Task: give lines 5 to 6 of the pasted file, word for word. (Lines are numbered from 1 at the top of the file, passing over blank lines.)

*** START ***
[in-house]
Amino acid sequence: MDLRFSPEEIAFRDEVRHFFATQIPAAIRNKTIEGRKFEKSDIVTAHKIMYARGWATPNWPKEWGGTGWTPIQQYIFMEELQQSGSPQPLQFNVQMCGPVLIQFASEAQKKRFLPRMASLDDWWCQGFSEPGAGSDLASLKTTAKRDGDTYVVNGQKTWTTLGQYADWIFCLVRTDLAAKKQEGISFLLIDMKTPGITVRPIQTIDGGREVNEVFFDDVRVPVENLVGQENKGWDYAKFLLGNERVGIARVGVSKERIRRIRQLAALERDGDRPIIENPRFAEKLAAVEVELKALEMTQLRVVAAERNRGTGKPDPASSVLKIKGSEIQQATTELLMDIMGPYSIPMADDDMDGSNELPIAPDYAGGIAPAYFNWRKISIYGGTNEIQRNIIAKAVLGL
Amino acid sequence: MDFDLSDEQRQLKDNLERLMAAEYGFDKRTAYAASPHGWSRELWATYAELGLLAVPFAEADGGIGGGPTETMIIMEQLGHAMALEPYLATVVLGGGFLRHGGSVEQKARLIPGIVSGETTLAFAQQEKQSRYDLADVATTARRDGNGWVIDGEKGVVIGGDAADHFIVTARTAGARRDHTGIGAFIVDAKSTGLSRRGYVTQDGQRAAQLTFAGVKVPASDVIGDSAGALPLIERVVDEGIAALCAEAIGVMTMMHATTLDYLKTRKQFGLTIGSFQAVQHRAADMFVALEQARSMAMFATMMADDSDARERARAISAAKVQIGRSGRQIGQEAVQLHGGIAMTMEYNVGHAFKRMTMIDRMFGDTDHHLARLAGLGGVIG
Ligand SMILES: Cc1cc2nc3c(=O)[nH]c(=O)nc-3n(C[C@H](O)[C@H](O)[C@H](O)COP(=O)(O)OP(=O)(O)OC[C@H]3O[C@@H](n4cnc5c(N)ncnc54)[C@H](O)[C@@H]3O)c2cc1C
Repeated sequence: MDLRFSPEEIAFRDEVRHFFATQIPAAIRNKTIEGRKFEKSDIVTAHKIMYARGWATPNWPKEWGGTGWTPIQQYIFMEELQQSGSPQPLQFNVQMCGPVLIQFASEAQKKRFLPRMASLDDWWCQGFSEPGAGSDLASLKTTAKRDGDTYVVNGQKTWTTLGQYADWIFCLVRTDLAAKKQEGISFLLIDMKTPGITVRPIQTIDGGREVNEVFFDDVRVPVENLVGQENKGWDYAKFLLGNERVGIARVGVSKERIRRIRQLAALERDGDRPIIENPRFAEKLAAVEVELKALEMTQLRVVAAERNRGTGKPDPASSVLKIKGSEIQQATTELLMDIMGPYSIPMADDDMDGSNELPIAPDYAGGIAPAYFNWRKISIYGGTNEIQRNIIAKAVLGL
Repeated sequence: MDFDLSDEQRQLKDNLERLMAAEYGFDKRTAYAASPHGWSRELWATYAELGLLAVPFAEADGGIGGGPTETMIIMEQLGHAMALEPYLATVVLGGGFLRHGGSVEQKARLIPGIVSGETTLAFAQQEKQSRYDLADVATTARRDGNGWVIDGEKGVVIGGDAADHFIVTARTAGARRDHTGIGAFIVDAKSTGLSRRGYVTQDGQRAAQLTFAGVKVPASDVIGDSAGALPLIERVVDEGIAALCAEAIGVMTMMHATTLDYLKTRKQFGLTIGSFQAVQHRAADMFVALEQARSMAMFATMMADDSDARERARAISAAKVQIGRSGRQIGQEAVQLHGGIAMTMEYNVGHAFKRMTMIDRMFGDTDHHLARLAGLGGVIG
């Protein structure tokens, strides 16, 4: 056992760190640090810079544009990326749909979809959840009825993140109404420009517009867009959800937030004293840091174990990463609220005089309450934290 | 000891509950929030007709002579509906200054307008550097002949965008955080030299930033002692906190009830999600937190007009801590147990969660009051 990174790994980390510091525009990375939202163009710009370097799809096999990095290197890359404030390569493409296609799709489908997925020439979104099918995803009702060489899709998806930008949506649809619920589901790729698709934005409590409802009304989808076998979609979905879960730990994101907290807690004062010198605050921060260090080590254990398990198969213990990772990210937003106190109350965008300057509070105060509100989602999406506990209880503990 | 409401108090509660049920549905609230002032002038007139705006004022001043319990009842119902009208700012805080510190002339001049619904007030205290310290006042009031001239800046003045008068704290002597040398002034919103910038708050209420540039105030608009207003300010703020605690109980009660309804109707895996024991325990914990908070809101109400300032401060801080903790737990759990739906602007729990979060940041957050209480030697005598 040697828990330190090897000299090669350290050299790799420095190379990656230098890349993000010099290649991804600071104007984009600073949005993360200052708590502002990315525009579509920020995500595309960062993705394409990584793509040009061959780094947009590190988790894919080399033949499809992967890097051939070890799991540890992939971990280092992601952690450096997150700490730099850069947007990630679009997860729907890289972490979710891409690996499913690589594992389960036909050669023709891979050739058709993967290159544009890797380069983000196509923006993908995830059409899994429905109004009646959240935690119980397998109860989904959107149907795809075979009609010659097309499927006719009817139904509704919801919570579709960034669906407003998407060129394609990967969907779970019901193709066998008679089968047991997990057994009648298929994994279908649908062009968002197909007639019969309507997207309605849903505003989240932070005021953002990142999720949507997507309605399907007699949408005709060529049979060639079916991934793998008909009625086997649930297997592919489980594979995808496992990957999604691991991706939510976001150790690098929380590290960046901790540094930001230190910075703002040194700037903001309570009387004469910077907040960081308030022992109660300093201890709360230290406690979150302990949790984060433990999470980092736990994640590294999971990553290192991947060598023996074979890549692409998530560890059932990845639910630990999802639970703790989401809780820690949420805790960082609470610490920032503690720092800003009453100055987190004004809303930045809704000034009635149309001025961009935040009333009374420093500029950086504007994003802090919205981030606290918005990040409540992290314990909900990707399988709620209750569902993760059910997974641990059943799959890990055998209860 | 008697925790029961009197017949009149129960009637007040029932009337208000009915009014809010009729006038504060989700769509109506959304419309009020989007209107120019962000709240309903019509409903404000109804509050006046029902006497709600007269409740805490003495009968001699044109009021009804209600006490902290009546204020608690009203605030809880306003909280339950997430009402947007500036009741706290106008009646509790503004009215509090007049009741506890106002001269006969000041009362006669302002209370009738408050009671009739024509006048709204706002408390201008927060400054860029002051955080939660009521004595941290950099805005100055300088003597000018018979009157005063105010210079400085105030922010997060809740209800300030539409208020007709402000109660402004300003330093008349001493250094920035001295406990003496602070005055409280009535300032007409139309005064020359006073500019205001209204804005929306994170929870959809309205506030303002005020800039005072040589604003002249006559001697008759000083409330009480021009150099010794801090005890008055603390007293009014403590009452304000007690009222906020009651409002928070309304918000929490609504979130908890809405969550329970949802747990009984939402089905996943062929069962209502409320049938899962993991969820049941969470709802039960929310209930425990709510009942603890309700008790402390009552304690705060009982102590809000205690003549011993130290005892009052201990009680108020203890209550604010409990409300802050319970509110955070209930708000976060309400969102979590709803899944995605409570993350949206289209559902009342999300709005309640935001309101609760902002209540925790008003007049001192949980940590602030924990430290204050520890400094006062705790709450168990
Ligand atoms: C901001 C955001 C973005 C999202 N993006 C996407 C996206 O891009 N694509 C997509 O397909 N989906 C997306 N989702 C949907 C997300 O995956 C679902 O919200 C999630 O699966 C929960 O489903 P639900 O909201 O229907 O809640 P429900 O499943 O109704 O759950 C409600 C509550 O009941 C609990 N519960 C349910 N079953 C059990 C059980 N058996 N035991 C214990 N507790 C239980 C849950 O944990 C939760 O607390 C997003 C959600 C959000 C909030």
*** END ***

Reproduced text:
Repeated sequence: MDLRFSPEEIAFRDEVRHFFATQIPAAIRNKTIEGRKFEKSDIVTAHKIMYARGWATPNWPKEWGGTGWTPIQQYIFMEELQQSGSPQPLQFNVQMCGPVLIQFASEAQKKRFLPRMASLDDWWCQGFSEPGAGSDLASLKTTAKRDGDTYVVNGQKTWTTLGQYADWIFCLVRTDLAAKKQEGISFLLIDMKTPGITVRPIQTIDGGREVNEVFFDDVRVPVENLVGQENKGWDYAKFLLGNERVGIARVGVSKERIRRIRQLAALERDGDRPIIENPRFAEKLAAVEVELKALEMTQLRVVAAERNRGTGKPDPASSVLKIKGSEIQQATTELLMDIMGPYSIPMADDDMDGSNELPIAPDYAGGIAPAYFNWRKISIYGGTNEIQRNIIAKAVLGL
Repeated sequence: MDFDLSDEQRQLKDNLERLMAAEYGFDKRTAYAASPHGWSRELWATYAELGLLAVPFAEADGGIGGGPTETMIIMEQLGHAMALEPYLATVVLGGGFLRHGGSVEQKARLIPGIVSGETTLAFAQQEKQSRYDLADVATTARRDGNGWVIDGEKGVVIGGDAADHFIVTARTAGARRDHTGIGAFIVDAKSTGLSRRGYVTQDGQRAAQLTFAGVKVPASDVIGDSAGALPLIERVVDEGIAALCAEAIGVMTMMHATTLDYLKTRKQFGLTIGSFQAVQHRAADMFVALEQARSMAMFATMMADDSDARERARAISAAKVQIGRSGRQIGQEAVQLHGGIAMTMEYNVGHAFKRMTMIDRMFGDTDHHLARLAGLGGVIG